It seems like Capcom really listened to players’ feedback for the base game because Rampages are nowhere to be seen. These Tower Defense fights were forced upon the player in the base game and weren’t all too popular with fans. However, they were necessary to get items used to craft Rampage Skills, which granted specific buffs to each weapon. In Sunbreak, Rampage Skills are replaced by Rampage Decoration slots for your weapons, making your weapon arsenal even more customizable, as these Decorations are not locked to specific weapons. You can keep the Rampage Skills on High Rank weapons of course, but Master Rank weapons won’t use them and will have higher attack stats that are better suited for Master Rank monsters.
Moving up through Master Rank is streamlined, with only two to three quests needed to be completed before moving on to the next part of the story. Like High Rank before it, every one of these quests can be tackled both solo and in online multiplayer, making things easier when dealing with the increased difficulty in quests.
There’s stuff on offer for solo players as well, with Follower Quests and Support Surveys available for hunters eager to get more exposition about Elgado and its inhabitants. Various NPCs from Kamura and Elgado will ask to accompany you on specific quests, acting as your multiplayer party members. Each Follower has a different playstyle, dictating how aggressive they are, how often they heal, as well as what kinds of weapons they use.
These quests were fun, but I found the Follower AI to be lacking. You can’t step away to heal, change your weapon, or gather materials without them following you. Even fainting in a quest and being sent to camp prompts them to rush to your side, leaving the monster alone. They do have some use in that they will sometimes leave to Wyvern Ride another monster to your battle to deal extra damage, and some Followers will heal you. You also get to know the Followers’ personalities in depth and get to see them animated and happy to fight alongside you.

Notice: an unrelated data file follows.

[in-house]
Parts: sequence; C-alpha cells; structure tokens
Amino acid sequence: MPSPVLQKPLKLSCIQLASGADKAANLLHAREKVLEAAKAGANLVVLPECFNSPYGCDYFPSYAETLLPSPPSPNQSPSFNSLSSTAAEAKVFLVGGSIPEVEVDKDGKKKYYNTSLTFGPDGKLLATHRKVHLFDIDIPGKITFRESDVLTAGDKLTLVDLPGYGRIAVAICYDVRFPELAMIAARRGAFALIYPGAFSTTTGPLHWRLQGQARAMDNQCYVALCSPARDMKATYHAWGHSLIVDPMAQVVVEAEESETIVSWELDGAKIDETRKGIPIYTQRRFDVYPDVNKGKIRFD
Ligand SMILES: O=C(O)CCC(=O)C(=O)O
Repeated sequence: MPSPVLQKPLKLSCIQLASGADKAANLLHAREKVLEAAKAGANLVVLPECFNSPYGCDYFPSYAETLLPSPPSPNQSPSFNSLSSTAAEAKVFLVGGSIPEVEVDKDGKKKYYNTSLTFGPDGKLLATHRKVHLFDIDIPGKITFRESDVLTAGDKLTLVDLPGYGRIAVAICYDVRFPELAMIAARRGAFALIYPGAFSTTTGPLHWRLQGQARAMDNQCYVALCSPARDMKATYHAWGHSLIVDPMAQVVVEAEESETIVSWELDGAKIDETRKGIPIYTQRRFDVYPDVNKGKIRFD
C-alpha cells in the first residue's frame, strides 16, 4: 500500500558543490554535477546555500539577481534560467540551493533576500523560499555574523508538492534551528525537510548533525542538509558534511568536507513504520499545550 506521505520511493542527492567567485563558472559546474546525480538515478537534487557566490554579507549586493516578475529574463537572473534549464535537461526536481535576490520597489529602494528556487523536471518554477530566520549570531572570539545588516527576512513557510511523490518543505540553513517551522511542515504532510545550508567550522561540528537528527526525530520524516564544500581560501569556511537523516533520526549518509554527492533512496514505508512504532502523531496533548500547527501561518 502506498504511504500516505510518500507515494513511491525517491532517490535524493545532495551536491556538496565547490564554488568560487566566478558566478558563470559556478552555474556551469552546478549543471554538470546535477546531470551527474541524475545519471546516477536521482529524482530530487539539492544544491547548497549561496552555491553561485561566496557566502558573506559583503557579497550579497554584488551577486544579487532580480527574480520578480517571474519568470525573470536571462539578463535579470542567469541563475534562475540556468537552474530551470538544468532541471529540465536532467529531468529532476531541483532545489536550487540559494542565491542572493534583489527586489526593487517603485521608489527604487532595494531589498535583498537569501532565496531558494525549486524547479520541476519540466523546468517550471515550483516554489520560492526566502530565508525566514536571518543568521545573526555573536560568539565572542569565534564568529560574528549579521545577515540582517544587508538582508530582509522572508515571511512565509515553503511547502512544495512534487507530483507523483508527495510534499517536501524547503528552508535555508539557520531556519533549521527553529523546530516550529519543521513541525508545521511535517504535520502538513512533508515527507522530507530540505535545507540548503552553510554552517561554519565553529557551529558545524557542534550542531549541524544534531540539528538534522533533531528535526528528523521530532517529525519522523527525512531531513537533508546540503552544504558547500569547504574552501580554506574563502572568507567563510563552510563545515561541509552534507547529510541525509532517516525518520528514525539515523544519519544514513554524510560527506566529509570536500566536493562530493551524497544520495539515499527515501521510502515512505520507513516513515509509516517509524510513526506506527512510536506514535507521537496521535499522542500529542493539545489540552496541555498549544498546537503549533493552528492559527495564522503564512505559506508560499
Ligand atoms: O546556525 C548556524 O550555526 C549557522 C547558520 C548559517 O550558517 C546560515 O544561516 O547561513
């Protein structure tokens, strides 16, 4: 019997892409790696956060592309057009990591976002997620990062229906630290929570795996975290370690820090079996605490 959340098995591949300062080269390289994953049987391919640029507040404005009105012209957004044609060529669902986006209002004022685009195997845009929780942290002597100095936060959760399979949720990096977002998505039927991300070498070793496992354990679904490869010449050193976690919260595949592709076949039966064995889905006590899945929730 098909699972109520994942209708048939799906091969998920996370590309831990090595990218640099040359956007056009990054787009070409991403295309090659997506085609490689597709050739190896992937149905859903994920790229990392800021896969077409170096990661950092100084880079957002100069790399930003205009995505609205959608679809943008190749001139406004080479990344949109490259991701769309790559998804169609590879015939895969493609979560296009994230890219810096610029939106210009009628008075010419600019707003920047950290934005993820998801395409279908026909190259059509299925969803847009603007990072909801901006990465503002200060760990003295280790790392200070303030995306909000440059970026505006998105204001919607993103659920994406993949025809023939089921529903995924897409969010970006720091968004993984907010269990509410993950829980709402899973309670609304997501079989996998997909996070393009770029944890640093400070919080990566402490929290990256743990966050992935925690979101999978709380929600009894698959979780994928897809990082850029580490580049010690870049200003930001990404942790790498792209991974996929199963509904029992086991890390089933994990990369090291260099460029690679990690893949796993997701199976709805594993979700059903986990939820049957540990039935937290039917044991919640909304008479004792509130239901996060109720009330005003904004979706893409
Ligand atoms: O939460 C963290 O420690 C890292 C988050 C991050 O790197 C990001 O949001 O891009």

Is Monster Hunter Rise: Sunbreak worth the price?
In my opinion, Sunbreak is the definitive Rise experience. It builds on the mechanics introduced in Rise like Silkbind Attacks, Dango, and Rampage Skills but it improves on them, removing the more tedious aspects of features like Rampages to further enhance the hunt. Going through Master Rank without having to complete a laundry list of tasks is refreshing and respects my time, and I’m having much more fun with the increased challenges offered by both new and returning monsters.
The $40 price tag is admittedly quite hefty and even my eyes widened when the price was announced. But the amount of content offered feels like an entire game and I’ve only scratched the surface without collecting all the equipment for my weapon of choice, the Long Sword. If you’re looking for some new quests to sink your teeth into and enjoy an increased challenge, I’d definitely recommend it. If you’re new to Monster Hunter Rise and found the base game too grindy or difficult, the Sunbreak expansion is more of that, and you may find a different gameplay loop to be more your style.
Monster Hunter Rise: Sunbreak Collector’s Edition
For the biggest fans
The Monster Hunter Rise: Sunbreak Collector’s Edition features the majestic Malzeno amiibo, glossy themed Steelbook, Elgado emblem enamel pin, and iconic monster stickers.